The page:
Peru is a lush country of extraordinary beauty in the South American continent. The port city of Callao is your gateway to the capital of Peru — Lima. This vibrant, colorful city is a photographer's dream. You'll encounter many areas to explore in Lima — culture, architecture, and cuisine.
Highlights of Peru for Your Cruise
Peru is one of the best countries in the world for foodies. In fact, Lima is sometimes called the “Culinary Capital of South America.” As the host to one of the largest food festivals in South America, Lima has earned a well-deserved spot as one of the top culinary cities in the world.
The cuisine of Peru is a blend of lively flavors and tastes. Peruvian dishes have a variety of influences, such as Spanish, Arabian, West African, Asian, and Incan. Peru's main meat is the guinea pig or cuy al horno. You can enjoy this meat either barbecued or baked and served whole.
The most popular fish dish in Peru is ceviche, raw fish marinated in citrus juice and usually served as an appetizer. Causa is another one of Peru's notable dishes. This specialty is a mouth-watering vegetarian casserole that consists of avocados and potatoes.
Sampling Peru's cuisine is a great way to learn more about its culture. With many great options, it can be hard to know what to choose. Don't miss the opportunity to taste the following Peruvian foods on your cruise to South America.
Peru has more than 1,500 miles of coastline, and it is no surprise that one of the specialties that the country is known for is a seafood dish called ceviche. This tasty appetizer is Peru's flagship dish. You can find it all over the country, from fancy restaurants to street carts.
Ceviche is a cold dish prepared with five simple ingredients — raw fish marinated in citrus or lime juice, onion, hot rocoto chilies, and salt. The acid in the citrus gives the fish a delicate, refreshing flavor. Ceviche is often served with sweet potato and dry-roasted corn kernels on the side. The corn adds a crunch to the dish. Cilantro makes an attractive garnish for this fresh appetizer or side dish.
2. Pollo a la Brasa
Pollo a la Brasa, or Peru's version of rotisserie chicken, is an absolute must-try specialty. The chicken is marinated in a blend of spices, herbs, and garlic, and slow-roasted on a spit. This process gives the chicken a crispy skin. You must try this dish with green huacatay, a Peruvian black mint sauce: It is not the same without the sauce. The sauce varies from place to place, but it usually consists of a blend of a variety of marigold (its leaves are called "black mint") and other herbs.
Causa dates to pre-Colombian times. It was traditionally made by mashing yellow potatoes with chilies. Today, causa is usually served as a casserole that includes colorful layers of avocado. Sometimes, you can find a hard-boiled egg, tuna, or another type of meat in the casserole as well. Lime juice is often added to give the dish an extra bite. Causa is sliced like a terrine or cake roll and served cold. The layers make this dish a colorful side dish or appetizer to enjoy before your main course.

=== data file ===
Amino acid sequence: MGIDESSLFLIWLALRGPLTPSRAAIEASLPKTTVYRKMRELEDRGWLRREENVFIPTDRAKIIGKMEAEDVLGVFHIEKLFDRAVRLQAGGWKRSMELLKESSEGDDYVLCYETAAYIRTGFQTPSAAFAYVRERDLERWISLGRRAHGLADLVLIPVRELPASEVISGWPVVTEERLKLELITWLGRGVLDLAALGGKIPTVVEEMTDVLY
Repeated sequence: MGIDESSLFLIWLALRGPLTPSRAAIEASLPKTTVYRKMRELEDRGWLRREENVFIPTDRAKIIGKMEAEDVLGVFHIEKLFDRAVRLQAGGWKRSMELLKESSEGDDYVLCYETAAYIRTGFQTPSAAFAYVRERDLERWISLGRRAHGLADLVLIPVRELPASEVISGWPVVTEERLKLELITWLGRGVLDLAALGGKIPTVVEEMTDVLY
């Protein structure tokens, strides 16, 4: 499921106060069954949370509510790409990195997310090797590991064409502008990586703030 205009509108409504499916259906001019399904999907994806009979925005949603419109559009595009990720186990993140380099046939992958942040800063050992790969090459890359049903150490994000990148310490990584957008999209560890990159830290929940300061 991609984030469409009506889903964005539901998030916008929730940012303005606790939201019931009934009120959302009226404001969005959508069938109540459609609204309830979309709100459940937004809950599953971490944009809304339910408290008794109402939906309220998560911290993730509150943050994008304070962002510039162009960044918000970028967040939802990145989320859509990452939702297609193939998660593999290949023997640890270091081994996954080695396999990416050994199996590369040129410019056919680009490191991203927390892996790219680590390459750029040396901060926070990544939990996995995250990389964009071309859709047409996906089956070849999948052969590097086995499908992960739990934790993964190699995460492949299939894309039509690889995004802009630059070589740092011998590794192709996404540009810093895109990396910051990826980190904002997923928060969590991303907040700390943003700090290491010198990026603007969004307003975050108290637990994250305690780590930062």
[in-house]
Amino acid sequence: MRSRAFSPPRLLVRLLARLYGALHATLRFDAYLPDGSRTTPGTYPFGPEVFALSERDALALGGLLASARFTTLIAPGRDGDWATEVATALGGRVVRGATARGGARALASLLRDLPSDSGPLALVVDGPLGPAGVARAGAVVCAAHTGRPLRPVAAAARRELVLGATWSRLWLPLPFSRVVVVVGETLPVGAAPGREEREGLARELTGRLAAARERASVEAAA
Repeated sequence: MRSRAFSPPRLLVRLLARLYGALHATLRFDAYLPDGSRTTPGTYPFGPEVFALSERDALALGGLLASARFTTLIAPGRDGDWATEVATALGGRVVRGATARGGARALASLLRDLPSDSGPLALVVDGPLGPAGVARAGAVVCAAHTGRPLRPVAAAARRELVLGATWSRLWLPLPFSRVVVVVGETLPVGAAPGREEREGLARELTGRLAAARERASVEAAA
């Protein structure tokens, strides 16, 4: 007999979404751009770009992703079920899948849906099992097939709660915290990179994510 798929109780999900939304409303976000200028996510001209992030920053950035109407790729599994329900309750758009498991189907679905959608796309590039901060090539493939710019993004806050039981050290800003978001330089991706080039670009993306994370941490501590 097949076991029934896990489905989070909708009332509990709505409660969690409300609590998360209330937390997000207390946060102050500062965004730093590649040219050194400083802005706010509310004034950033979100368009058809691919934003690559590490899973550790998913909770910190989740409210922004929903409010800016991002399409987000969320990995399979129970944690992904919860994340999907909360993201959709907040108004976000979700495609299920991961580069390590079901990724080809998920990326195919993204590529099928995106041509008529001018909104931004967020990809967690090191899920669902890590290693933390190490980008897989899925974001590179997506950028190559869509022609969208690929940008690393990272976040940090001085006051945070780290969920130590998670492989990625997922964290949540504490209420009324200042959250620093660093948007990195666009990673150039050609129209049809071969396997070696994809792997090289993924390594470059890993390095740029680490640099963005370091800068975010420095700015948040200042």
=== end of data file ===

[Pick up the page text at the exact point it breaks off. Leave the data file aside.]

4. Cuy Chactado
Cuy chactado, or guinea pig, is a staple of Peruvian food and is one of the most popular meats in the region. Cuy chactado is a tender, smoky dark meat that tastes similar to poultry or rabbit. It is roasted over an open wood fire, which gives it a crisp skin and smoky flavor. Potatoes are a frequent accompaniment to this low-fat meat.
5. Arroz con Pato
Rice with duck, also known as arroz con pato, is a simple Spanish dish found on almost every Peruvian table. The rice is cooked in a mixture of dark beer, herbs, and cilantro paste. This combination gives the dish an earthy flavor. A roasted duck thigh sits on top of the herb-infused rice. You can find a variety of tasty adaptations of arroz con pato on your cruise to Peru. Try it with chicken instead of duck or sauteed with a bit of cumin.
6. Alpaca Jerky
Alpaca is a fluffy, South American mammal similar to a camel. Although this animal is famous for the soft wool from its fur, it is also the primary source of meat in many Peruvian dishes. Its red meat is higher in protein than beef and lower in cholesterol than chicken.
Alpaca tastes similar to buffalo meat. It is very lean and gamy, and it makes excellent jerky thanks to its lean quality. This meat is a great snack for adventurous eaters to sample.
7. Lomo Saltado
This stir-fried beef dish is a blend of Asian and Spanish flavors. Tender strips of beef are marinated in tomatoes, chilies, onions, and a combination of spices until the meat is just cooked through. The dish is traditionally served with two starches that represent a mix of East and West — french fries and a mound of rice. The result is a delicious, slightly salty beef and starch plate. Alpaca is frequently used in this dish as a substitute for the meat.
You won't find a better way to venture to South America and experience the cuisine of Peru than on a Norwegian cruise. Chosen as the World's Leading Cruise Line for 2017 in the World Travel Awards, Norwegian offers some of the best itineraries for your cruise to South America.